"Free education and health care are among the other impetus". Here the subject is plural, and I want to use it with impetus. However, impetus is uncountable. What is the correct form of that sentence?
Impetus is countable. You can say "an impetus for ..." and have it sound perfectly reasonable. You can't do that for uncountable nouns, like "I'm looking for a furniture for my room" or "I just learned an interesting information."
There is a reason that you don't often see the plural. The Latin plural of impetus is impetus, like all fourth-declension Latin nouns ending with -us. This plural was used in English back when most educated English speakers knew Latin. We no longer use this plural (it was always quite rare), but we haven't replaced it with the regular impetuses, and impeti is just really, truly wrong. This means that impetus is in practice a singulare tantum — a singular noun that doesn't have any plural.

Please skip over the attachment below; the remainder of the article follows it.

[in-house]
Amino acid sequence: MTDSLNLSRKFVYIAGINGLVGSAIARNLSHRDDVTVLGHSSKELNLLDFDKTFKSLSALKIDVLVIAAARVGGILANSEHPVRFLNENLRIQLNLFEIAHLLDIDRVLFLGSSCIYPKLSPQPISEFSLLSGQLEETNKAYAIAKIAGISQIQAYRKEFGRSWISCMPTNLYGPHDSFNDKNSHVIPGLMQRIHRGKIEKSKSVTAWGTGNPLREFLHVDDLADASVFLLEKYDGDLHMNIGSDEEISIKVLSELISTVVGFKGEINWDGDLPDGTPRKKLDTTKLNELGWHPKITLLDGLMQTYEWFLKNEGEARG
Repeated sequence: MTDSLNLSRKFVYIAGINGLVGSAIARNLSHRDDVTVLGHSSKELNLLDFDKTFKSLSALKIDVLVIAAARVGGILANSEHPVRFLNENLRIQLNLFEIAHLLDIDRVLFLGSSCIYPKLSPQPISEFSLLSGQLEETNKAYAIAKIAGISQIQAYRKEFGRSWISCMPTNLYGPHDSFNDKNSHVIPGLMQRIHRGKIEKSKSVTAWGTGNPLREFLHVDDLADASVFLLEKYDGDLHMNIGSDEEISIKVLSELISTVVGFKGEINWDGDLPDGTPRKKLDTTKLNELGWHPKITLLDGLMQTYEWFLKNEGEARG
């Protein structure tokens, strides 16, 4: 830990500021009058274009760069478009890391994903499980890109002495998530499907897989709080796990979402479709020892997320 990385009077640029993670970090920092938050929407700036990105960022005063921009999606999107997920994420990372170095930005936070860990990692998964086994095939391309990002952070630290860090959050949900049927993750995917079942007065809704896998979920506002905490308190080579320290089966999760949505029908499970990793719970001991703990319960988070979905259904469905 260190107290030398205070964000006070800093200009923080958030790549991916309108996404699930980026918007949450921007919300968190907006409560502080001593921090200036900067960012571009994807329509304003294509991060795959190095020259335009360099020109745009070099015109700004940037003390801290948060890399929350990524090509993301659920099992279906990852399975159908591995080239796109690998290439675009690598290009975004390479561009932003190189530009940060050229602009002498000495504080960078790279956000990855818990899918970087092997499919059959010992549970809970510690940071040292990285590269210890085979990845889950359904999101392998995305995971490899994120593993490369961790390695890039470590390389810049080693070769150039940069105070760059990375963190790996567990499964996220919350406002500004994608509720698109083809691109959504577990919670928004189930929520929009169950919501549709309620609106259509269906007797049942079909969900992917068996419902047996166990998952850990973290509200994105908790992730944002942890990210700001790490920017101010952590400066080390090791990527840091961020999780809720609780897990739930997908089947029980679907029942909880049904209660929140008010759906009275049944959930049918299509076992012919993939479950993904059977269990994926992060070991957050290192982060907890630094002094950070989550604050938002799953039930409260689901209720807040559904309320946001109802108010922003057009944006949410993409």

So what should you do? You could replace it with a synonym (maybe motivation). Or you could rephrase the sentence to use impetus in the singular, sort of like an uncountable noun:
Free education and healthcare are part of the impetus,
Free education and healthcare contribute to the impetus,
"Impetus" is usually used in the following structure
- ___ gave Impetus to ____
- ____ received Impetus from _____
So there aren't many ordinary cases where the plural "impetuses" is required
For example, "Free education and healthcare gave great impetus to the development of the nation"
Even "Free education and healthcare also gave new impetus" is correct provided context is supplied elsewhere
The way you've used it is rather clunky.